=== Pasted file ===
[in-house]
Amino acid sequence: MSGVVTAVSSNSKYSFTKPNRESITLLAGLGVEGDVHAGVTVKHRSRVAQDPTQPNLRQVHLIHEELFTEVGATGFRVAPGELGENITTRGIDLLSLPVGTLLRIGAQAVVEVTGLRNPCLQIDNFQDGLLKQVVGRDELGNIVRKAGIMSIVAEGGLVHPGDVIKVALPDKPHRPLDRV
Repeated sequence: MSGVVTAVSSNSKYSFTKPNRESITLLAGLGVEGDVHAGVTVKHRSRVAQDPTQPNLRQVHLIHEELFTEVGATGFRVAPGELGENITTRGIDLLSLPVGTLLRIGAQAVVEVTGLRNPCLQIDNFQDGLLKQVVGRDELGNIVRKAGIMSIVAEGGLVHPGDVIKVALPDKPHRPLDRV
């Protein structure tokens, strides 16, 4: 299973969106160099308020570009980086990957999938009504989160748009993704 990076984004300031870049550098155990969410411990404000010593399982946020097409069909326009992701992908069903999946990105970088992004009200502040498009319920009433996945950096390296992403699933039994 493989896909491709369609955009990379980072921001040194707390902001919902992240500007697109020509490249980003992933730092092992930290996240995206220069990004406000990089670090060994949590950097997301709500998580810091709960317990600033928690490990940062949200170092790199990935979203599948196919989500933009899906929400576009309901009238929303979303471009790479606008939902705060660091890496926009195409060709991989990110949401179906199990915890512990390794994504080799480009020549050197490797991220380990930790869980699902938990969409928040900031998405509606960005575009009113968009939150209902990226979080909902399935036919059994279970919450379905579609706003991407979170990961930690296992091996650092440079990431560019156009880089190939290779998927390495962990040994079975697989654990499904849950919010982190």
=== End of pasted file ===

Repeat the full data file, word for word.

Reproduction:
[in-house]
Amino acid sequence: MSGVVTAVSSNSKYSFTKPNRESITLLAGLGVEGDVHAGVTVKHRSRVAQDPTQPNLRQVHLIHEELFTEVGATGFRVAPGELGENITTRGIDLLSLPVGTLLRIGAQAVVEVTGLRNPCLQIDNFQDGLLKQVVGRDELGNIVRKAGIMSIVAEGGLVHPGDVIKVALPDKPHRPLDRV
Repeated sequence: MSGVVTAVSSNSKYSFTKPNRESITLLAGLGVEGDVHAGVTVKHRSRVAQDPTQPNLRQVHLIHEELFTEVGATGFRVAPGELGENITTRGIDLLSLPVGTLLRIGAQAVVEVTGLRNPCLQIDNFQDGLLKQVVGRDELGNIVRKAGIMSIVAEGGLVHPGDVIKVALPDKPHRPLDRV
């Protein structure tokens, strides 16, 4: 299973969106160099308020570009980086990957999938009504989160748009993704 990076984004300031870049550098155990969410411990404000010593399982946020097409069909326009992701992908069903999946990105970088992004009200502040498009319920009433996945950096390296992403699933039994 493989896909491709369609955009990379980072921001040194707390902001919902992240500007697109020509490249980003992933730092092992930290996240995206220069990004406000990089670090060994949590950097997301709500998580810091709960317990600033928690490990940062949200170092790199990935979203599948196919989500933009899906929400576009309901009238929303979303471009790479606008939902705060660091890496926009195409060709991989990110949401179906199990915890512990390794994504080799480009020549050197490797991220380990930790869980699902938990969409928040900031998405509606960005575009009113968009939150209902990226979080909902399935036919059994279970919450379905579609706003991407979170990961930690296992091996650092440079990431560019156009880089190939290779998927390495962990040994079975697989654990499904849950919010982190």